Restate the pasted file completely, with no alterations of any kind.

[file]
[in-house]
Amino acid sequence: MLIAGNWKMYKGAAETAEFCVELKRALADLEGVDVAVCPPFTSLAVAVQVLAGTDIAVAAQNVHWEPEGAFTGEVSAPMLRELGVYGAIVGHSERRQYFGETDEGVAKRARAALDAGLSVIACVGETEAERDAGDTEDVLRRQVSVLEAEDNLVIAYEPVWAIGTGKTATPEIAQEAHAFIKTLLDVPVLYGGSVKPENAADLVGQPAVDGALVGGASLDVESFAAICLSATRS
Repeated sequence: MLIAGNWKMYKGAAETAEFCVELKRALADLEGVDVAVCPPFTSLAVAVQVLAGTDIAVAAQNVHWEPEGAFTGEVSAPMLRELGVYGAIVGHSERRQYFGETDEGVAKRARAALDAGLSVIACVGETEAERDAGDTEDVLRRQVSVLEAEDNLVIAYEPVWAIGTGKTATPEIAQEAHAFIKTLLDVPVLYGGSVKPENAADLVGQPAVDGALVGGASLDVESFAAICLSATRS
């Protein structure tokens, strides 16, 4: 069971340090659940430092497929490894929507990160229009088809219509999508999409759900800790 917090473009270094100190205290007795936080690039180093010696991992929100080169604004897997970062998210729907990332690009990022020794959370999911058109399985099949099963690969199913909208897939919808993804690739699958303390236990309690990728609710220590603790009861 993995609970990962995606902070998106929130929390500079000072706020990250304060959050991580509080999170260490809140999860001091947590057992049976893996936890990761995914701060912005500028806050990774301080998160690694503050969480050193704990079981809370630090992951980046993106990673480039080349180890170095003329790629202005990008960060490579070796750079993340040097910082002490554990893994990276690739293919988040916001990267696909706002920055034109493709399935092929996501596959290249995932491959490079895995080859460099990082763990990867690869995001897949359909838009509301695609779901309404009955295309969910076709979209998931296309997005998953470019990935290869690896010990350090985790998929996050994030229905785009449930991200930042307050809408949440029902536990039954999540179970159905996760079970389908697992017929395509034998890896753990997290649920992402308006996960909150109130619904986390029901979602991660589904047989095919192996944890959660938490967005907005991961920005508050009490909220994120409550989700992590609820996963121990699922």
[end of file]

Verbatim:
[in-house]
Amino acid sequence: MLIAGNWKMYKGAAETAEFCVELKRALADLEGVDVAVCPPFTSLAVAVQVLAGTDIAVAAQNVHWEPEGAFTGEVSAPMLRELGVYGAIVGHSERRQYFGETDEGVAKRARAALDAGLSVIACVGETEAERDAGDTEDVLRRQVSVLEAEDNLVIAYEPVWAIGTGKTATPEIAQEAHAFIKTLLDVPVLYGGSVKPENAADLVGQPAVDGALVGGASLDVESFAAICLSATRS
Repeated sequence: MLIAGNWKMYKGAAETAEFCVELKRALADLEGVDVAVCPPFTSLAVAVQVLAGTDIAVAAQNVHWEPEGAFTGEVSAPMLRELGVYGAIVGHSERRQYFGETDEGVAKRARAALDAGLSVIACVGETEAERDAGDTEDVLRRQVSVLEAEDNLVIAYEPVWAIGTGKTATPEIAQEAHAFIKTLLDVPVLYGGSVKPENAADLVGQPAVDGALVGGASLDVESFAAICLSATRS
């Protein structure tokens, strides 16, 4: 069971340090659940430092497929490894929507990160229009088809219509999508999409759900800790 917090473009270094100190205290007795936080690039180093010696991992929100080169604004897997970062998210729907990332690009990022020794959370999911058109399985099949099963690969199913909208897939919808993804690739699958303390236990309690990728609710220590603790009861 993995609970990962995606902070998106929130929390500079000072706020990250304060959050991580509080999170260490809140999860001091947590057992049976893996936890990761995914701060912005500028806050990774301080998160690694503050969480050193704990079981809370630090992951980046993106990673480039080349180890170095003329790629202005990008960060490579070796750079993340040097910082002490554990893994990276690739293919988040916001990267696909706002920055034109493709399935092929996501596959290249995932491959490079895995080859460099990082763990990867690869995001897949359909838009509301695609779901309404009955295309969910076709979209998931296309997005998953470019990935290869690896010990350090985790998929996050994030229905785009449930991200930042307050809408949440029902536990039954999540179970159905996760079970389908697992017929395509034998890896753990997290649920992402308006996960909150109130619904986390029901979602991660589904047989095919192996944890959660938490967005907005991961920005508050009490909220994120409550989700992590609820996963121990699922």